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CONFLICTS OF INTEREST: PERCEPTION IS REALITY

Being the public eye brings a unique set of challenges to any aspiring candidate or elected official. Things that were once thought to be private are often laid bare for all to see, including business deals, financial holdings, personal relationships, and more. Countless examples have shown that even decades-old revelations can have a damaging effect on a campaign.

Newark Mayor Cory Booker’s embrace of all things ‘social’ has been certainly been one of his trademark feats, but it has not come free of controversy. In addition to being a faithful utilizer of technology, Booker has also found himself in a potential conflict of interest with the technology industry itself. The candidate has nurtured close relationships with powerful technology executives, including Eric E. Schmidt, the chairman of Google, and Mark Zuckerberg, the billionaire Facebook founder. Booker’s financial involvement in an Internet start-up called ‘Waywire’ has been a source of scrutiny and criticism in recent months – raising concerns about nepotism and conflicts of interest. Some have taken aim at Booker for being too close to the technology industry, when it was revealed through financial disclosure forms that Booker held a financial stake in ‘Waywire’ that was valued somewhere between $1-$5 million. Booker’s cozy ties with the technology industry has led to criticism that if elected to national office, he will be overly sympathetic to Silicon Valley’s demands. While that charge may be premature, simply the perception that Booker is overly beholden to ‘special interests’ can be a drag on his campaign.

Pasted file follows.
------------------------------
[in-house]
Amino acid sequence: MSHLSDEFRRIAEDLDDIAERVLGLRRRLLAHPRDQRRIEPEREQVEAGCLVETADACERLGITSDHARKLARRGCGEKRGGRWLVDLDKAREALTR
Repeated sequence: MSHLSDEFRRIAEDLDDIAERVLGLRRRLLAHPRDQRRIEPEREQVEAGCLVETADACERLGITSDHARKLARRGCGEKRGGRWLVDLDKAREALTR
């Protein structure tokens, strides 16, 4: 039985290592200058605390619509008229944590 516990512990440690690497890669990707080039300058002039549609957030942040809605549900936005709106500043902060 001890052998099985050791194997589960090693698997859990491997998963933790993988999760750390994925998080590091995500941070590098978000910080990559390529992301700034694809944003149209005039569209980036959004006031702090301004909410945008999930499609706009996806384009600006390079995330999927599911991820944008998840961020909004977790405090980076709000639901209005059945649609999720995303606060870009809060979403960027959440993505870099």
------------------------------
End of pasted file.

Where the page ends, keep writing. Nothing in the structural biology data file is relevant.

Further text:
Congressman Mike McCaul (R-TX) generated additional controversy over his personal finances. McCaul’s wife Linda is the daughter of the chairman of Clear Channel Communications, a mass media giant. In 2011, Roll Call reported that McCaul had become the richest member of Congress, surpassing Rep. Darrell Issa (R-CA) whose net worth exceed $220 million. McCaul’s fortune doubled between 2008 and 2009 and tripled again by 2010, growing from about $12 million in 2004 to over $294 million by 2011. The increase in wealth was explained as a “generational wealth transfer” from his spouses’ family to his own. McCaul was in the center of even more controversy when it was revealed that he had purchased stock in TransCanada, a major energy company, while vigorously lobbying Congress to approve the Keystone XL pipeline project, from which he would profit from personally.

Whether or not a conflict of interest is perceived or real, the media and oftentimes the voters do not make any such distinction. Candidates must be proactive in fending off charges of conflicts of interest before they can become seriously damaging in order to achieve long-term success.